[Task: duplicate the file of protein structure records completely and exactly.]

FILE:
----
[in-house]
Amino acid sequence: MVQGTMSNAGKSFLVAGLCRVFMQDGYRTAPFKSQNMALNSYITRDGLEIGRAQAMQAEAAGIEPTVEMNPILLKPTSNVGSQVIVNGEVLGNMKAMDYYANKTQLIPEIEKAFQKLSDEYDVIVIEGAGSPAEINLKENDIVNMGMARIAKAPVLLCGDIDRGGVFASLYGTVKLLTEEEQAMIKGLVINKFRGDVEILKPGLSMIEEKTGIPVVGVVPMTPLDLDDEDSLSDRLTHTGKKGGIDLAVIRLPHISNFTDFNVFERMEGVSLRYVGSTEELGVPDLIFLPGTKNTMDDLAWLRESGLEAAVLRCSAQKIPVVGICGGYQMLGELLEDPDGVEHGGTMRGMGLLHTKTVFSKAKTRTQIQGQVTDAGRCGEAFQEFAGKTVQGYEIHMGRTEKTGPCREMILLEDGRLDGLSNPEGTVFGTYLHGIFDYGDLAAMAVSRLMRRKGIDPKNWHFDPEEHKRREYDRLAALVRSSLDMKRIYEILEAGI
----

[in-house]
Amino acid sequence: MVQGTMSNAGKSFLVAGLCRVFMQDGYRTAPFKSQNMALNSYITRDGLEIGRAQAMQAEAAGIEPTVEMNPILLKPTSNVGSQVIVNGEVLGNMKAMDYYANKTQLIPEIEKAFQKLSDEYDVIVIEGAGSPAEINLKENDIVNMGMARIAKAPVLLCGDIDRGGVFASLYGTVKLLTEEEQAMIKGLVINKFRGDVEILKPGLSMIEEKTGIPVVGVVPMTPLDLDDEDSLSDRLTHTGKKGGIDLAVIRLPHISNFTDFNVFERMEGVSLRYVGSTEELGVPDLIFLPGTKNTMDDLAWLRESGLEAAVLRCSAQKIPVVGICGGYQMLGELLEDPDGVEHGGTMRGMGLLHTKTVFSKAKTRTQIQGQVTDAGRCGEAFQEFAGKTVQGYEIHMGRTEKTGPCREMILLEDGRLDGLSNPEGTVFGTYLHGIFDYGDLAAMAVSRLMRRKGIDPKNWHFDPEEHKRREYDRLAALVRSSLDMKRIYEILEAGI